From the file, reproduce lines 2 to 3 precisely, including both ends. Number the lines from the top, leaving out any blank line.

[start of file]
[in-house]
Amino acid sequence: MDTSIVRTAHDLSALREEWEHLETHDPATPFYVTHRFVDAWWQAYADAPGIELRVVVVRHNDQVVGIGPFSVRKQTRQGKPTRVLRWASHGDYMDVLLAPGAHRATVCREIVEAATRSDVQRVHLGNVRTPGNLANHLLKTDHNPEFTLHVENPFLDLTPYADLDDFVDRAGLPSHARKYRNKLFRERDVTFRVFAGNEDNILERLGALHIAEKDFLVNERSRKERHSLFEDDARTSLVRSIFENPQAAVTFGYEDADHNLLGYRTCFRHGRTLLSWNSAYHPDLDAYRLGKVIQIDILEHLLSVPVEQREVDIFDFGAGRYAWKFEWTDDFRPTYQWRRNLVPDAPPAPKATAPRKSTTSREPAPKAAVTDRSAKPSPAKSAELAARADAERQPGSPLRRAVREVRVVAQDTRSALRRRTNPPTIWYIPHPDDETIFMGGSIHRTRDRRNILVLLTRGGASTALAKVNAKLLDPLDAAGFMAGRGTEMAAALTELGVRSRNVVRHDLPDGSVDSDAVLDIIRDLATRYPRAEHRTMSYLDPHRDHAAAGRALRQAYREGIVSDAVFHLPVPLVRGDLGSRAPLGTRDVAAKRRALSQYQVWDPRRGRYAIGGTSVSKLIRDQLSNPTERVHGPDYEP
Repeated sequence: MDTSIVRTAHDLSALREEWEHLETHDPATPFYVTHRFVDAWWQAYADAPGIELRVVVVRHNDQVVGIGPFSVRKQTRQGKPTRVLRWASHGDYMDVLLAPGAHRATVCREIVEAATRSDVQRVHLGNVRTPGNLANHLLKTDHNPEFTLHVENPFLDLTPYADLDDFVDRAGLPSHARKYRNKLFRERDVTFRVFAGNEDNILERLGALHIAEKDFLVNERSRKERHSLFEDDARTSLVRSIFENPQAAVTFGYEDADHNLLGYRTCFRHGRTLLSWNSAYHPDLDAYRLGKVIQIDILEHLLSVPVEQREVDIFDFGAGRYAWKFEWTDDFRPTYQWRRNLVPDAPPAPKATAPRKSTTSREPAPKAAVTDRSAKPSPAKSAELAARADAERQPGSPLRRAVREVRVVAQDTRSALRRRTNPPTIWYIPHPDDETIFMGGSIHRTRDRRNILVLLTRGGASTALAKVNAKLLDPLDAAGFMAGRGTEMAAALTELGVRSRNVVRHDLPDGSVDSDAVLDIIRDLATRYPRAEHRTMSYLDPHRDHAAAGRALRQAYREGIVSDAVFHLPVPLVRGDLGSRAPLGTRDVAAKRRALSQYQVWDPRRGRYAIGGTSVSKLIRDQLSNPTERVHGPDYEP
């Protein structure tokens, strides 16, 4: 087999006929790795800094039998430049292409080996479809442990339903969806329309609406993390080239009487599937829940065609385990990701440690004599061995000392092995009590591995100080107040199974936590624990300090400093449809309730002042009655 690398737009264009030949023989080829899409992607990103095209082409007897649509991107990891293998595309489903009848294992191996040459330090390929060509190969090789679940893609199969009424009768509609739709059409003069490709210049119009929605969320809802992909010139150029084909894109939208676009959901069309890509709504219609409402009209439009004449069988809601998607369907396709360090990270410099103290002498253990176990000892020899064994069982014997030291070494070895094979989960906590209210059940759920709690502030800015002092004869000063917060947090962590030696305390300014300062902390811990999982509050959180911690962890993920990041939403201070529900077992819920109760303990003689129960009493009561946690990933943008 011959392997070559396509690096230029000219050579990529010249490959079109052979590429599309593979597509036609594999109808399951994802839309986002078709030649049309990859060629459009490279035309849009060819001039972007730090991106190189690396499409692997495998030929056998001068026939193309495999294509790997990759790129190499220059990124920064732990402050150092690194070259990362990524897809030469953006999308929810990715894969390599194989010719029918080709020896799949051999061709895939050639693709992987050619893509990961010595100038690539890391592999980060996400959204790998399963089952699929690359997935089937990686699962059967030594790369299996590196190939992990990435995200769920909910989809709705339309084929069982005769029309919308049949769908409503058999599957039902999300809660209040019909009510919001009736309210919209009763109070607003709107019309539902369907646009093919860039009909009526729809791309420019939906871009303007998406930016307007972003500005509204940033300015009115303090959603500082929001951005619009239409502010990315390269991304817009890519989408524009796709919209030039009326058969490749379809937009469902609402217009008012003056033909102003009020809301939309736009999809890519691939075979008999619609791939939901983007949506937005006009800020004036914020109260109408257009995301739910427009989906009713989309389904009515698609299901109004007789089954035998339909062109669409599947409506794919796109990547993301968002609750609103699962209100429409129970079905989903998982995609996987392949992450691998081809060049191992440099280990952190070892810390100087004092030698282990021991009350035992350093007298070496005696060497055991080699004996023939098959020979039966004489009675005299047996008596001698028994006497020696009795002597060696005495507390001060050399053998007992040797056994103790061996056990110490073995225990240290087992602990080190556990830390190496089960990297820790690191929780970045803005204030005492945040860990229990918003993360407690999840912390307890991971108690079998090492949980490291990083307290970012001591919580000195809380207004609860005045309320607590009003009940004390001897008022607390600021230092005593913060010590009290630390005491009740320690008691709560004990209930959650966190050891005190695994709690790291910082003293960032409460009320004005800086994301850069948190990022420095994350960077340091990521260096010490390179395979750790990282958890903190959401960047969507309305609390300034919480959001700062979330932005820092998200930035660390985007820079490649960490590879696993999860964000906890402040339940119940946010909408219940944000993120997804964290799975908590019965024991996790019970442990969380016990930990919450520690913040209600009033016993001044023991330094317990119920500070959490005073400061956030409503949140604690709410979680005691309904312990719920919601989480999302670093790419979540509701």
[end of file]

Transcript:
Amino acid sequence: MDTSIVRTAHDLSALREEWEHLETHDPATPFYVTHRFVDAWWQAYADAPGIELRVVVVRHNDQVVGIGPFSVRKQTRQGKPTRVLRWASHGDYMDVLLAPGAHRATVCREIVEAATRSDVQRVHLGNVRTPGNLANHLLKTDHNPEFTLHVENPFLDLTPYADLDDFVDRAGLPSHARKYRNKLFRERDVTFRVFAGNEDNILERLGALHIAEKDFLVNERSRKERHSLFEDDARTSLVRSIFENPQAAVTFGYEDADHNLLGYRTCFRHGRTLLSWNSAYHPDLDAYRLGKVIQIDILEHLLSVPVEQREVDIFDFGAGRYAWKFEWTDDFRPTYQWRRNLVPDAPPAPKATAPRKSTTSREPAPKAAVTDRSAKPSPAKSAELAARADAERQPGSPLRRAVREVRVVAQDTRSALRRRTNPPTIWYIPHPDDETIFMGGSIHRTRDRRNILVLLTRGGASTALAKVNAKLLDPLDAAGFMAGRGTEMAAALTELGVRSRNVVRHDLPDGSVDSDAVLDIIRDLATRYPRAEHRTMSYLDPHRDHAAAGRALRQAYREGIVSDAVFHLPVPLVRGDLGSRAPLGTRDVAAKRRALSQYQVWDPRRGRYAIGGTSVSKLIRDQLSNPTERVHGPDYEP
Repeated sequence: MDTSIVRTAHDLSALREEWEHLETHDPATPFYVTHRFVDAWWQAYADAPGIELRVVVVRHNDQVVGIGPFSVRKQTRQGKPTRVLRWASHGDYMDVLLAPGAHRATVCREIVEAATRSDVQRVHLGNVRTPGNLANHLLKTDHNPEFTLHVENPFLDLTPYADLDDFVDRAGLPSHARKYRNKLFRERDVTFRVFAGNEDNILERLGALHIAEKDFLVNERSRKERHSLFEDDARTSLVRSIFENPQAAVTFGYEDADHNLLGYRTCFRHGRTLLSWNSAYHPDLDAYRLGKVIQIDILEHLLSVPVEQREVDIFDFGAGRYAWKFEWTDDFRPTYQWRRNLVPDAPPAPKATAPRKSTTSREPAPKAAVTDRSAKPSPAKSAELAARADAERQPGSPLRRAVREVRVVAQDTRSALRRRTNPPTIWYIPHPDDETIFMGGSIHRTRDRRNILVLLTRGGASTALAKVNAKLLDPLDAAGFMAGRGTEMAAALTELGVRSRNVVRHDLPDGSVDSDAVLDIIRDLATRYPRAEHRTMSYLDPHRDHAAAGRALRQAYREGIVSDAVFHLPVPLVRGDLGSRAPLGTRDVAAKRRALSQYQVWDPRRGRYAIGGTSVSKLIRDQLSNPTERVHGPDYEP